The missile follows the guidance commands, changing its position and attitude, which in turn changes the deviation angles in the rigid seeker head. These angles are converted to the virtual seeker head again. This closes the loop.
In the following the invention will be explained in more detail with reference to the drawing, in which:
FIG. 1 shows a schematic plane representation of the elevation deviation angle for the rigid and virtual seeker heads;
FIG. 2 shows a three-dimensional representation corresponding to FIG. 1, omitting the missile and the rigid and virtual seeker heads;
FIG. 3 is a block diagram of the main components of a missile and guidance system configured to execute the guidance method of this invention; and
FIG. 4 is an assembly diagram depicting how FIGS. 4A and 4B are assembled to form a flow chart of the steps performed during execution of the guidance method of this invention.
According to FIG. 1 missile 1 has seeker head 2 rigidly disposed therein. The symbol s1 designates the missile's longitudinal axis, which is at the same time the axis of rigid seeker head 2, and SL designates the line of sight from missile 1 to target Z.
Angle Θs represents the elevation deviation angle of rigid seeker head 2, i.e. the angle between the missile's longitudinal axis s1 or the axis of rigid seeker head 2 and line of sight SL.
Line 2v designates the virtual seeker head, v1 its axis, and Θv the deviation angle between axis v1 of virtual seeker head 2v and line of sight SL.
Deviation angle Θs yields the line-of-sight unit vector r1 ! components xs and zs in the system of the rigid seeker head, as follows: ##EQU1##
The components of unit vector r1 ! in the rigid system, i.e. xs and zs, are converted to the components of the virtual system, xv and zv, by the following equation: ##EQU2## where T!vs represents the transformation matrix for conversion from the rigid to the virtual system.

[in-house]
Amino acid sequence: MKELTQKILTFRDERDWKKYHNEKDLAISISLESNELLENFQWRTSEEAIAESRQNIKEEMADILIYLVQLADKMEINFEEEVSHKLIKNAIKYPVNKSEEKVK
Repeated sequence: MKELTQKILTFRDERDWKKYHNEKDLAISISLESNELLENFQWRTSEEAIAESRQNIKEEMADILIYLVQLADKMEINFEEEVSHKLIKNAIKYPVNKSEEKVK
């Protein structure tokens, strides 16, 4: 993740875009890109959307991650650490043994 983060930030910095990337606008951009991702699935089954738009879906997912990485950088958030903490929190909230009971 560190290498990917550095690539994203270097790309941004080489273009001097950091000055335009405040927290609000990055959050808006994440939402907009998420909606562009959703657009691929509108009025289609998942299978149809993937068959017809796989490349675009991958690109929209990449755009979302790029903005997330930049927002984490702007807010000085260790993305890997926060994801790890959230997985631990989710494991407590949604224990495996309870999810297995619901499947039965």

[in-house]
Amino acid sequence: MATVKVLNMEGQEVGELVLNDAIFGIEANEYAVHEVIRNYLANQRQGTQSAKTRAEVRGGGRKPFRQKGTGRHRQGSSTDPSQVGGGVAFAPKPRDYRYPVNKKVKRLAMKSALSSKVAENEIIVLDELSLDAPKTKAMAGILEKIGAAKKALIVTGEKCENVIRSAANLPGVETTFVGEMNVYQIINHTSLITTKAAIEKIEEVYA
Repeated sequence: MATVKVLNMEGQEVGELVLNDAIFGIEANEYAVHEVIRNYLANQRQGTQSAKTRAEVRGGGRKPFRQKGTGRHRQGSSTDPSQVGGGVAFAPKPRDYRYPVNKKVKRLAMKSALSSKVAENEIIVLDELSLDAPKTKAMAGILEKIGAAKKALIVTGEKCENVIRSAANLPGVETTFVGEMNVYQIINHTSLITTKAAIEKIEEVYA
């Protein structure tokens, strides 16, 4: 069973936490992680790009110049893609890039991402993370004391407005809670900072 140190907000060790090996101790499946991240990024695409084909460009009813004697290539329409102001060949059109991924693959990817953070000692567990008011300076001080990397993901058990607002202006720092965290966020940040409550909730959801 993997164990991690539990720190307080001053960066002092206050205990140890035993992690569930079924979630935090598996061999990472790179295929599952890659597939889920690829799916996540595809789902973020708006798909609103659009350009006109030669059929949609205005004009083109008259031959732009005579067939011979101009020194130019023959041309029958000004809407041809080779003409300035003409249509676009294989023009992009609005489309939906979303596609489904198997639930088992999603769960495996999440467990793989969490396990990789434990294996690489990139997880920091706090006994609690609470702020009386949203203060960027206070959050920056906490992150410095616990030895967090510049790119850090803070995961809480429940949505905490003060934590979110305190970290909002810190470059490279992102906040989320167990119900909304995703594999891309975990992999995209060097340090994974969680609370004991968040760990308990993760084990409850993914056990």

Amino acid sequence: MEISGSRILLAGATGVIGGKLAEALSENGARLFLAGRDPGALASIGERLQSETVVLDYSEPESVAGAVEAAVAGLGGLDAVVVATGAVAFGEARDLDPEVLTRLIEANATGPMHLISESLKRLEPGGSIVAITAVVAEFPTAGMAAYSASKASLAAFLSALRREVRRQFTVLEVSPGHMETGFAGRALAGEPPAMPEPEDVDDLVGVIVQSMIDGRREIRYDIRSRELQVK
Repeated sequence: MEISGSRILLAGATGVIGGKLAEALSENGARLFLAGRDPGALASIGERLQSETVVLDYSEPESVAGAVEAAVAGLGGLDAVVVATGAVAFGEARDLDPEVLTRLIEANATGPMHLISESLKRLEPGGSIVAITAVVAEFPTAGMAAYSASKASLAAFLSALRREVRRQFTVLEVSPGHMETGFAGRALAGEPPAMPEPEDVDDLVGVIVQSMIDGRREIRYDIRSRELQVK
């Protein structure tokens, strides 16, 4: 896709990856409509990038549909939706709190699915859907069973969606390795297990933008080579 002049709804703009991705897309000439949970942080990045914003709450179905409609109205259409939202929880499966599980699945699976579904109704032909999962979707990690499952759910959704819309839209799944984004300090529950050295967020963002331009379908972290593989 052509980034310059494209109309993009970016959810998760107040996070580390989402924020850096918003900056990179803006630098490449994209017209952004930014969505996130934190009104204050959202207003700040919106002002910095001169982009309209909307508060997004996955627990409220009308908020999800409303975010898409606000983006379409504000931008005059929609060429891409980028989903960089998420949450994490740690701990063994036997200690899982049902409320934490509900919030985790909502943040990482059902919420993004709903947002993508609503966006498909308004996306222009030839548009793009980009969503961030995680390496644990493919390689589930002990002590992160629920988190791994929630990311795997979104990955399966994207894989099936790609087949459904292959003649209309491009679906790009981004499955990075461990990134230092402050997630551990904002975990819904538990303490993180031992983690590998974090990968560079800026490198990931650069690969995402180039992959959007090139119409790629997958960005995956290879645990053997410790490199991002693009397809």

The required virtual deviation angle Θv is according to FIG. 1 ##EQU3##
Rate of turn qv of virtual seeker head 2v is, assuming first-order tracking behavior,
q.sub.v =K·Θ.sub.v (4)
First-order tracking behavior is only by way of example and can be replaced by a higher-order tracking behavior.
FIG. 2 shows the three-dimensional coordinate system of the rigid and virtual seeker heads with the particular deviation angles Θs and Θv (elevation) and ψs and ψv (azimuth).
According to the functional block diagram of FIG. 3 rigid seeker head 2 receives actual azimuth and elevation deviation angles ψs and Θs as input quantities. Deviation angles ψs and Θs are measured with a measuring unit and measured deviation angles ψsm and Θsm transformed in virtual seeker head 2v by transformation software 3 to azimuth and elevation deviation angles ψv and Θv of virtual seeker head 2v.
Virtual deviation angles ψv and Θv are fed to dynamic mathematical model 4 of virtual seeker head 2 and rates of turn qv, rv of virtual seeker head 2v are calculated from them, being used to make virtual seeker head 2v track line of sight SL.
The values of rates of turn qv and rv enter at the same time into guidance regulator 5 to form the commands for missile 6, so that the missile velocity vector is rotated proportionally to line of sight SL. The loop is closed via feedback 7.
Transformation from rigid seeker head 2 to virtual seeker head 2v with transformation matrix T!vs takes place by the following equation:
T!.sub.VS = T!.sub.VI × T!.sub.IS (5)
where T!VI designates the transformation matrix from the inertial (geodetic) system to the virtual system, and T!IS the transformation matrix from the missile-fixed or rigid system to the inertial (geodetic) system, whereby:
T!.sub.IS = T!.sub.SI.sup.T (6)
where T!SI T is the transposed transformation matrix from the inertial (geodetic) system to the missile-fixed system.
Conversion with transformation software 3 from the rigid to the virtual system using equations (5) and (6) takes place via loops 8 and 9. For this purpose rates of turn pv, qv and rv of virtual seeker head 2v are determined via loop 8 by software 10 and used to form transformation matrix T!VI. Via loop 9 rates of turn p, q and r of rigid seeker head 2 are measured, being used to form transformation matrix T!IS.
Rates of turn p, q, r of rigid seeker head 2 can be obtained with rate gyros 11, for example three uniaxial rate gyros or one uniaxial and one biaxial rate gyro.